Half-marathon runnersPhD student Bailey Kennedy, whose father successfully battled bowel cancer and inspired her research topic on the disease, ran a half-marathon to raise NZ$3,000 for the Beat Bowel Cancer charity. Pictured are Bailey and her dad Steve crossing the finish line.

^ Top of Page

University of Otago, Wellington

Diana Kopua
Dr Diana Kopua.

Dr Diana Kopua has been appointed to the new part-time role of Associate Dean (Tairāwhiti). She will provide support for all Otago students in the Tairāwhiti (Gisborne) region, including Wairoa, and will make links within the community. Dr Kopua is Head of the Psychiatry Department at Hauora Tairāwhiti. She began her career as a nurse working in mental health in the Porirua region, before studying Medicine at Otago.

New appointment for the University of Otago in Tairāwhiti (UOW)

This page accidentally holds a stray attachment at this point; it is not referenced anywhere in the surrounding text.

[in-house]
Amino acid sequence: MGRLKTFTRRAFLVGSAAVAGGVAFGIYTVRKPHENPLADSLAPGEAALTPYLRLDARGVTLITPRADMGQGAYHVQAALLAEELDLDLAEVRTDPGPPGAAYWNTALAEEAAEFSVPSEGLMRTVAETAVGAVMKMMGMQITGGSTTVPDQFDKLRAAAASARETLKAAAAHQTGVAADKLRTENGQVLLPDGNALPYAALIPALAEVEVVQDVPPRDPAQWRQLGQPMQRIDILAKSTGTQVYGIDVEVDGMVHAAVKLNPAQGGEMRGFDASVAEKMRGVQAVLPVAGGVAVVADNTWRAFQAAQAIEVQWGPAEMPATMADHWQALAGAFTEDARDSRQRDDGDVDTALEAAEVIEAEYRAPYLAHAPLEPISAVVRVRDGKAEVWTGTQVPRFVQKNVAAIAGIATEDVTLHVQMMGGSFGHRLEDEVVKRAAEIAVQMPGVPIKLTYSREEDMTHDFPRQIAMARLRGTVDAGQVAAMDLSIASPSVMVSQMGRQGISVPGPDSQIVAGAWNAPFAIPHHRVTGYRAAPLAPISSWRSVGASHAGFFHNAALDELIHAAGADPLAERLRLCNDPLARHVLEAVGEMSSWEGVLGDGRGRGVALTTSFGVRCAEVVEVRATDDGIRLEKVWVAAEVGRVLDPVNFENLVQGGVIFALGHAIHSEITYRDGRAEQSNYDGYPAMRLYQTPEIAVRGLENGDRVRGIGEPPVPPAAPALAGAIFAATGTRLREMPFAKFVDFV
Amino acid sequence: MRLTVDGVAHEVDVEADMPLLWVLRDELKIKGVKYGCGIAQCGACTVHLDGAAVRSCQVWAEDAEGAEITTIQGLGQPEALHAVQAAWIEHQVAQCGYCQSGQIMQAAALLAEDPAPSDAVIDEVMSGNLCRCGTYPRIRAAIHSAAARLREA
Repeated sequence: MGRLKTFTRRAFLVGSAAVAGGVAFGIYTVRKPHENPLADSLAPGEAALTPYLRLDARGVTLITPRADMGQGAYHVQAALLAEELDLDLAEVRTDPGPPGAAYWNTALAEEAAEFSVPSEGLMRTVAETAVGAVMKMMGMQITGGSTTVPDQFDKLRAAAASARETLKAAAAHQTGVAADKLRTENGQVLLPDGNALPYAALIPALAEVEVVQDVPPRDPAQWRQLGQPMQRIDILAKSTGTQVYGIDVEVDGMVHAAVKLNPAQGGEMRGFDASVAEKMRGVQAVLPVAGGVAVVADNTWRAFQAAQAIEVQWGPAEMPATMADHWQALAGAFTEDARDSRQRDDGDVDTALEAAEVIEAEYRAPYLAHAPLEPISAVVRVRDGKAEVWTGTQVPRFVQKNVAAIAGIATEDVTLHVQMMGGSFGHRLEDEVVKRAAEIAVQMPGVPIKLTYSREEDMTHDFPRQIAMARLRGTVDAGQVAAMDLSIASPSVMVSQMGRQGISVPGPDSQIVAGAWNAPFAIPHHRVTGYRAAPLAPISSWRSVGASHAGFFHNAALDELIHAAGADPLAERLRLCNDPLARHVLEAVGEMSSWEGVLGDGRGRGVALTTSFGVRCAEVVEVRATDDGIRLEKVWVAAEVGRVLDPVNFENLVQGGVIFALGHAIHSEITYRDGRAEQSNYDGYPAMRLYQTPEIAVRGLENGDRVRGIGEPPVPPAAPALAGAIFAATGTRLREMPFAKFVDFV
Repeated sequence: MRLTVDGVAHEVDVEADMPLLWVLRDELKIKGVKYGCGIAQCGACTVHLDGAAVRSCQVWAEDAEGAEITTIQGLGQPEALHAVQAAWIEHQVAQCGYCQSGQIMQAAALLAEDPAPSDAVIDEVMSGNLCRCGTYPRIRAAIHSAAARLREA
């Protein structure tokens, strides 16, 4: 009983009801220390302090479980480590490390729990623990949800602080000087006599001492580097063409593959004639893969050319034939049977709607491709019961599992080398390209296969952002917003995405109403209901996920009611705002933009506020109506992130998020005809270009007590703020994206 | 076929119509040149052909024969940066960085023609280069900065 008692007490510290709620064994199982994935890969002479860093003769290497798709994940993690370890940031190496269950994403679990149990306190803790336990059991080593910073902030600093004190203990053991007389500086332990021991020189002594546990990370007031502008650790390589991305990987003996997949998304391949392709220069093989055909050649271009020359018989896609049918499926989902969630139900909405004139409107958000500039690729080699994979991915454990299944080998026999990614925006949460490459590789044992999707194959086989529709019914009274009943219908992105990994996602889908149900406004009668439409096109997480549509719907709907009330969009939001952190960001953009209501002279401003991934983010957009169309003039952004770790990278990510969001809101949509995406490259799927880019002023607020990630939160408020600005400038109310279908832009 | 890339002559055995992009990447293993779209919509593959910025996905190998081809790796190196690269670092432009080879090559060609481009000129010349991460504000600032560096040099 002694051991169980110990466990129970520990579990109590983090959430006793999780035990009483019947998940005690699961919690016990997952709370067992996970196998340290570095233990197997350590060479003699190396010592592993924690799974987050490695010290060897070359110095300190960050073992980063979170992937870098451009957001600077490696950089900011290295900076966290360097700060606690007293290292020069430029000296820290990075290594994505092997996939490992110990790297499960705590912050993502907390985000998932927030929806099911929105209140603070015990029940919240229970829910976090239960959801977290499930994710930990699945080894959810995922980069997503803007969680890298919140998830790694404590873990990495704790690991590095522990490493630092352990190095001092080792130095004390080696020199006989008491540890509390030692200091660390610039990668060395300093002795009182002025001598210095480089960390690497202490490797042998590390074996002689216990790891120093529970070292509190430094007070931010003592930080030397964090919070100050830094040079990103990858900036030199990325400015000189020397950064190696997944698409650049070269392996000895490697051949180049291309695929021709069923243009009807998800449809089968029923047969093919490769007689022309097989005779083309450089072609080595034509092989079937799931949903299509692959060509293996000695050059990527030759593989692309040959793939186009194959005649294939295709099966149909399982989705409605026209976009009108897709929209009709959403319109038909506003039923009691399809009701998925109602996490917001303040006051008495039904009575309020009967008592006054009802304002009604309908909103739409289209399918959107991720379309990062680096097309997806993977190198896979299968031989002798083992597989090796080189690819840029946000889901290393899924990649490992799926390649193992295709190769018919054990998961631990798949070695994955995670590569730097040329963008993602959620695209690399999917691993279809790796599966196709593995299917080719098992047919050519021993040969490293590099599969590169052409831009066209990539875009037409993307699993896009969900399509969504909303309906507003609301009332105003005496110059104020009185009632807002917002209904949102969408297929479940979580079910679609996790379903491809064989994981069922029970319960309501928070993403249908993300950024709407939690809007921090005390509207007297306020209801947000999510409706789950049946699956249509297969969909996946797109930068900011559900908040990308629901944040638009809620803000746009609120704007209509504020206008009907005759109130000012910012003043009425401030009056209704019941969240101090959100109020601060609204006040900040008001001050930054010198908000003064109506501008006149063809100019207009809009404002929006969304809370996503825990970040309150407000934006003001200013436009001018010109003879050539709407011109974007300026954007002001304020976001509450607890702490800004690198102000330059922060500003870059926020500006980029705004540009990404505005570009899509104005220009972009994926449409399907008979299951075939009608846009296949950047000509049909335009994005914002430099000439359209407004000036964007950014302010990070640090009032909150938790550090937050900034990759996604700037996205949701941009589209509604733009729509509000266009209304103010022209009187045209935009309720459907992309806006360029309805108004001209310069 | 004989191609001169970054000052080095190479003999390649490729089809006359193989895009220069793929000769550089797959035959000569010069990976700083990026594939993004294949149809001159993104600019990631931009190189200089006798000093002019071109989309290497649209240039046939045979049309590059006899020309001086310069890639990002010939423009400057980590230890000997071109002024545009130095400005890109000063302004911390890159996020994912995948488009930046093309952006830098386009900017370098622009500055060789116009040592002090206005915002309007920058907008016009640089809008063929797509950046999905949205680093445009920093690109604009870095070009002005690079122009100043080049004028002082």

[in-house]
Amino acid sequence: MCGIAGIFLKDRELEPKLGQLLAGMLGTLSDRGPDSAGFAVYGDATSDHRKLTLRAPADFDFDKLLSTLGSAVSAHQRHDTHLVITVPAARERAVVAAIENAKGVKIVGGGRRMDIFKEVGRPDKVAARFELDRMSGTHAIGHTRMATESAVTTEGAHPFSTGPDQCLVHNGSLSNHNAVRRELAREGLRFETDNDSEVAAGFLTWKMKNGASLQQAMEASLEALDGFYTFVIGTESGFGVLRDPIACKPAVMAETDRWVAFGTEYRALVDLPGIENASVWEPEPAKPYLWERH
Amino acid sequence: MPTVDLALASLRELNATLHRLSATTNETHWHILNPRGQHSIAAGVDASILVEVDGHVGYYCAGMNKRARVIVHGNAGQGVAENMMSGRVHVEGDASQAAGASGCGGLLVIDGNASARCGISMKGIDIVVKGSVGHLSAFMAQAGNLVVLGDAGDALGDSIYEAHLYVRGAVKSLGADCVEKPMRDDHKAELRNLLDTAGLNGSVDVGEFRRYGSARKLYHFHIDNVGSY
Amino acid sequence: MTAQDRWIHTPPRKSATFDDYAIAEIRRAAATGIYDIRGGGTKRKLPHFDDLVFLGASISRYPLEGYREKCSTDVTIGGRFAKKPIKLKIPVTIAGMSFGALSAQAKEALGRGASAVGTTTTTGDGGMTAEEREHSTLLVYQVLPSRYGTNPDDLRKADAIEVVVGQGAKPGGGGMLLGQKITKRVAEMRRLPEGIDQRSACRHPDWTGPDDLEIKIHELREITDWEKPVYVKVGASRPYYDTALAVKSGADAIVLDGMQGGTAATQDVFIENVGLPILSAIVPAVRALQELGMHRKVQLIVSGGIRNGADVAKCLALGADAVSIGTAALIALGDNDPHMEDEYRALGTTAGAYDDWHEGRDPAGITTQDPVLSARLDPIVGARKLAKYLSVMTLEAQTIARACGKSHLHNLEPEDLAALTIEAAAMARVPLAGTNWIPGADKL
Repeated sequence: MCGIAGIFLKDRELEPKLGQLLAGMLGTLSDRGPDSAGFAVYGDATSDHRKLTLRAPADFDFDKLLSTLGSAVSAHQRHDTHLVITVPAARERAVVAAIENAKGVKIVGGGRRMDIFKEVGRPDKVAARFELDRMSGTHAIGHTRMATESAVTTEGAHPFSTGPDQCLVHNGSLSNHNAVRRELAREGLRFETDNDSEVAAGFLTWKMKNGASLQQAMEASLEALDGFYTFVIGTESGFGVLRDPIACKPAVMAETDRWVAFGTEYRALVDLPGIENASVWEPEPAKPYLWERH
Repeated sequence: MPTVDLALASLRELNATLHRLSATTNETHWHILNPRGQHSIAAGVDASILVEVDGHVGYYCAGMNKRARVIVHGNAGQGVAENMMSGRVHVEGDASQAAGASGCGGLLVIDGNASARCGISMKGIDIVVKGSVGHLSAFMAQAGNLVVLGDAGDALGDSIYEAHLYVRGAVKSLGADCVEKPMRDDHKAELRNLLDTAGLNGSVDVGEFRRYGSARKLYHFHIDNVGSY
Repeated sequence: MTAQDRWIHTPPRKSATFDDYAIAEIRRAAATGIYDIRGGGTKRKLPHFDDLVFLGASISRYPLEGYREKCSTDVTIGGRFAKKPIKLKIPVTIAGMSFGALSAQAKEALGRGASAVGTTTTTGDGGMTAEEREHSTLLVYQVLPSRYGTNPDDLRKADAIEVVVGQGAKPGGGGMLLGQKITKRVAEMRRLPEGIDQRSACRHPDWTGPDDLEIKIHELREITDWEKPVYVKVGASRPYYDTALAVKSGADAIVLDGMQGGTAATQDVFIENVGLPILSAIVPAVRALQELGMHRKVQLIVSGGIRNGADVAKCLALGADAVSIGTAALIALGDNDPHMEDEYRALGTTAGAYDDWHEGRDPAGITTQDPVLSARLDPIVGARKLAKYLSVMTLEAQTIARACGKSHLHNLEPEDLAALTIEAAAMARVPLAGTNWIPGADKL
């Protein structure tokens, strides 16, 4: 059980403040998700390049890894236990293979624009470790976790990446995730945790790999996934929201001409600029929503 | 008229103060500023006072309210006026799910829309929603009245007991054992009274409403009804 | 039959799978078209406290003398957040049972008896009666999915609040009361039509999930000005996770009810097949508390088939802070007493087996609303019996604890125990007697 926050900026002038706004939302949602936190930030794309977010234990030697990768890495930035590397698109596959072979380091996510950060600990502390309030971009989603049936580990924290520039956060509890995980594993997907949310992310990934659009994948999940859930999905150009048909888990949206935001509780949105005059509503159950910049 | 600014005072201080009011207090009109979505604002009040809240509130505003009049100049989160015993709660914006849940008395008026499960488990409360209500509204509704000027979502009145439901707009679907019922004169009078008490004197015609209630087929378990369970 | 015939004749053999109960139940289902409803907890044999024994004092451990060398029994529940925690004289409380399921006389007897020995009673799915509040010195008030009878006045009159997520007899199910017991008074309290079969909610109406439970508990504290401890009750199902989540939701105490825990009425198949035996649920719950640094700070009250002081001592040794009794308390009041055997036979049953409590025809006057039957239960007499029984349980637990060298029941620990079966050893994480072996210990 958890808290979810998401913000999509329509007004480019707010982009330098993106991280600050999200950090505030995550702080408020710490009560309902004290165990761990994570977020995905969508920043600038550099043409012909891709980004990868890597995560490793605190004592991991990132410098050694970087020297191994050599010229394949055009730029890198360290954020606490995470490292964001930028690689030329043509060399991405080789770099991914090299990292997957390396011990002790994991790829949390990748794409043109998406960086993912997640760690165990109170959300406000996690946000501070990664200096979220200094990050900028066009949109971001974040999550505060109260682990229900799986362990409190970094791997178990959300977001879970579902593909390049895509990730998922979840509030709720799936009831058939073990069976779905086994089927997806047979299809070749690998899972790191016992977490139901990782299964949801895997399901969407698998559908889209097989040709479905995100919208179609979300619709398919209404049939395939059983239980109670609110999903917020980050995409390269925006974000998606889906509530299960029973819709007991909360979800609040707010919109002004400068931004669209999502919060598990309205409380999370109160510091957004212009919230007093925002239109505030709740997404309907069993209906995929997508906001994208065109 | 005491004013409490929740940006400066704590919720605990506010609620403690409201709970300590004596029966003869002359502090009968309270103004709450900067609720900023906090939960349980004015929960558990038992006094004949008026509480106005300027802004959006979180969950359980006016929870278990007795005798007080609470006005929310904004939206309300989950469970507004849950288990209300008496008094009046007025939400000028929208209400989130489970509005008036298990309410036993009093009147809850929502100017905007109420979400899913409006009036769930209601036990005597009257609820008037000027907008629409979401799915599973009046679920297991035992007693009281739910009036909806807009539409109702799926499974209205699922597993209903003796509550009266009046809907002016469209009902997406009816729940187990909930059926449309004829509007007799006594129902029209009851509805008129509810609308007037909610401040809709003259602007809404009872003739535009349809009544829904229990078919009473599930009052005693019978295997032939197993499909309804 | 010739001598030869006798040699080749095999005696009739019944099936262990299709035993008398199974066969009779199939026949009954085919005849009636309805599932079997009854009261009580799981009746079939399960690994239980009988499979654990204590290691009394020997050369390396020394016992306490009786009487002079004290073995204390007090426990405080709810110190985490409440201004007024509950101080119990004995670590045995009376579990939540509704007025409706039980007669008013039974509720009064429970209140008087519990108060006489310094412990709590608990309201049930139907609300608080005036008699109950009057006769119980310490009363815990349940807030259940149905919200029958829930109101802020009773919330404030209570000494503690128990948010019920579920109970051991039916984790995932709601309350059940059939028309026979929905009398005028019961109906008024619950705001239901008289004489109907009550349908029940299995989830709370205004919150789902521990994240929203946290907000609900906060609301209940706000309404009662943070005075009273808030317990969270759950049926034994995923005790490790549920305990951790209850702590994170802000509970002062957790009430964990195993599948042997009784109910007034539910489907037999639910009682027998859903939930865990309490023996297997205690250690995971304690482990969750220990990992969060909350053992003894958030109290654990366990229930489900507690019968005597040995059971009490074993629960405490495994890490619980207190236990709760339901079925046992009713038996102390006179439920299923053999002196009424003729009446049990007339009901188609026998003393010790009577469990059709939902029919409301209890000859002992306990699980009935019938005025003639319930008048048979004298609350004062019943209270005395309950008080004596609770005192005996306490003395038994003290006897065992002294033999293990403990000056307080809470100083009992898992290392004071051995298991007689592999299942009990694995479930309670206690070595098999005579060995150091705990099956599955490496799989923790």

Gisborne doctor in new role supporting health students (Gisborne Herard)
Otago boosts support for Tairawhiti medical training (Waatea News)

Professor Philippa Howden-Chapman has co-authored a major new International Council for Science (ICSU) report, which addresses the challenge of achieving the UN Sustainable Development Goals (SDGs). In the report, A Guide to SDG Interactions: from Science to Implementation, the authors considered interactions between different goals and targets, determining to what extent they reinforce or conflict with one another. It includes detailed analyses of four of the UN's 17 SDGs to help illustrate the value of this integrated approach.

Setting the world on a course toward sustainable development (UOW)
A Guide to SDG Interactions: from Science to Implementation (ICSU)